What We Learned From Wednesday's Democratic Debate

Sanders entered the debate after a close primary win in Michigan. (Meredith Dake-O'Connor/CQ Roll Call)

The day after former secretary of state Hillary Clinton won a big primary victory in Mississippi and Sen. Bernie Sanders kept the race going with an upset victory, a close one, in Michigan, the two faced off in Miami. Broadcast on CNN  in English, and on Univision in Spanish, immigration was just one of the issues the candidates covered. Differences with Republicans were stark.  

What We Learned From Tuesday's Primaries

Tuesday night was a good one for Donald Trump. (Photo By Tom Williams/CQ Roll Call)

Donald Trump stayed strong in the south and Florida Sen. Marco Rubio's campaign looked weak, despite high-profile endorsement in the Republican primaries. On the Democratic side, former Secretary of State Hillary Clinton won by a large margin over Vermont Sen. Bernard Sanders in Mississippi, continuing her southern dominance, though in Michigan, Sanders pulled out a close win and a stunning upset. And the race continues.  

So what's next for the campaigns and how will they adjust strategies before upcoming debates and important primaries?  

What We Learned From Sunday's Democratic Debate

Several strategists pointed out the difference in tone between Democrats' and Republican debates. (Scott Olson/Getty Images)

Sunday was the Democrats' turn in the debate spotlight. The setting was indeed newsworthy. The host city for the CNN debate was Flint, Mich., where residents continue to deal with a toxic water crisis. The two candidates, Vermont Sen. Bernard Sanders and former Secretary of State Hillary Clinton, both have spoken about challenges in Flint, and issues of racial and economic fairness and accountability of government.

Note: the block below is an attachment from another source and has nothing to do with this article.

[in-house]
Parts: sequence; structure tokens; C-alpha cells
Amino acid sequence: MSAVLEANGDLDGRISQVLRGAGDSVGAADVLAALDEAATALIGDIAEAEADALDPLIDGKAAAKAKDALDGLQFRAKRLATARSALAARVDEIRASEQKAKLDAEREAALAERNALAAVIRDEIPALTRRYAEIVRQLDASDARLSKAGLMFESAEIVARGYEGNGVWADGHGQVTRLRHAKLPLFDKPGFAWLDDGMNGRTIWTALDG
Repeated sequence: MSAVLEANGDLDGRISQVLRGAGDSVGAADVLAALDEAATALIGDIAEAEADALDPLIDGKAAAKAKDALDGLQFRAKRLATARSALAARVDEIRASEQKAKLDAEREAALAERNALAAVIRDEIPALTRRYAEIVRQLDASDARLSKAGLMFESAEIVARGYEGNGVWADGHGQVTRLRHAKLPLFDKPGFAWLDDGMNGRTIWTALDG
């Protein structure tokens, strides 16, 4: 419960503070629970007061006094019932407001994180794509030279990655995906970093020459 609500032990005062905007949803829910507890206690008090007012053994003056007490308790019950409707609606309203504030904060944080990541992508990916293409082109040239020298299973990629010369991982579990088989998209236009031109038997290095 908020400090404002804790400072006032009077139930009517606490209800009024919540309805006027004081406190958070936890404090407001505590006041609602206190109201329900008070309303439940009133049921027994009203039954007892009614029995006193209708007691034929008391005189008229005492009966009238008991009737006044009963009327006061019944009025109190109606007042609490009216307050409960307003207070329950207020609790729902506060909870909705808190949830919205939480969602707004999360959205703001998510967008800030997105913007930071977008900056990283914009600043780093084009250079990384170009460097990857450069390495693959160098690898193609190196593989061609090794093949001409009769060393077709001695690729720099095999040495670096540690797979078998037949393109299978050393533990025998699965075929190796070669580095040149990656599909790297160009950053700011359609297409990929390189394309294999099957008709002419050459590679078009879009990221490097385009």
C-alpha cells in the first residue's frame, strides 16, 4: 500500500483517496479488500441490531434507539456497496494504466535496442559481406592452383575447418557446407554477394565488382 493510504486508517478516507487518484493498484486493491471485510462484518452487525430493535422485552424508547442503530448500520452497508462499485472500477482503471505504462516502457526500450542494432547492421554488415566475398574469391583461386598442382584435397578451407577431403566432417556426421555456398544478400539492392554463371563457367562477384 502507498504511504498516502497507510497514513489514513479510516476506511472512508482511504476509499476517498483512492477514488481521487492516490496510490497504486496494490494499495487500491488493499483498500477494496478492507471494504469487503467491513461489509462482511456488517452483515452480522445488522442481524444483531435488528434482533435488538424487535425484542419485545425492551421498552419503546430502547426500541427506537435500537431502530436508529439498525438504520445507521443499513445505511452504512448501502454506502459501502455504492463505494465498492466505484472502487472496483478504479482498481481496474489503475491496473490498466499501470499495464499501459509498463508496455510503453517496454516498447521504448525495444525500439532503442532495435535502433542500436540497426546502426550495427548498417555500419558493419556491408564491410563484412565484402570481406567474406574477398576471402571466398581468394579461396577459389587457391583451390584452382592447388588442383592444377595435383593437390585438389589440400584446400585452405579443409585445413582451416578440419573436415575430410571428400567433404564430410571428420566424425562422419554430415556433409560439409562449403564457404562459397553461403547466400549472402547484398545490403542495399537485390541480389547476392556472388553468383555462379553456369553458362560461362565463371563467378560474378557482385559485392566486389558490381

After splitting wins on Saturday, and before Tuesday's primaries, how did they do? Several Democratic-leaning analysts who weighed in favored Clinton:  

Export-Import Bank Debate Puts Sanders at Odds With Senate Democrats

Sanders is alone among Senate Democrats on the Export-Import Bank. (Meredith Dake-O'Connor/CQ Roll Call File Photo)

When Democratic presidential candidate Bernard Sanders' campaign blasted fellow candidate Hillary Clinton this weekend for her support for the Export-Import Bank, it was highlighting an issue on which he stood alone among Senate Democratic caucus members.  

"The Export-Import Bank provides corporate welfare to some of the largest multi-national corporations that are moving jobs to China and stashing their profits in tax havens like the Cayman Islands," policy director Warren Gunnels said in a statement issued ahead of a Democratic debate in Flint, Mich.  

What We Learned From Super Tuesday

Clinton is a big Super Tuesday winner. (File Photo By Bill Clark/CQ Roll Call)

Have his Super Tuesday wins propelled Donald Trump toward the Republican presidential nomination or have strong showings outside his home state of Texas renewed the campaign of Sen. Ted Cruz? What do some disappointing results, despite high-profile endorsements and tough attacks on the front-runner, mean for Florida Sen. Marco Rubio? Will Vermont Sen. Bernard Sanders soldier on, buoyed by a few wins and close contests, though Hillary Clinton is looking inevitable?  

Roll Call asked political analysts and strategists to weigh in:  

Trump, Clinton Tighten Grip on Nominations

Trump won seven of the 11 states being contested on Super Tuesday. (John Moore/Getty Images)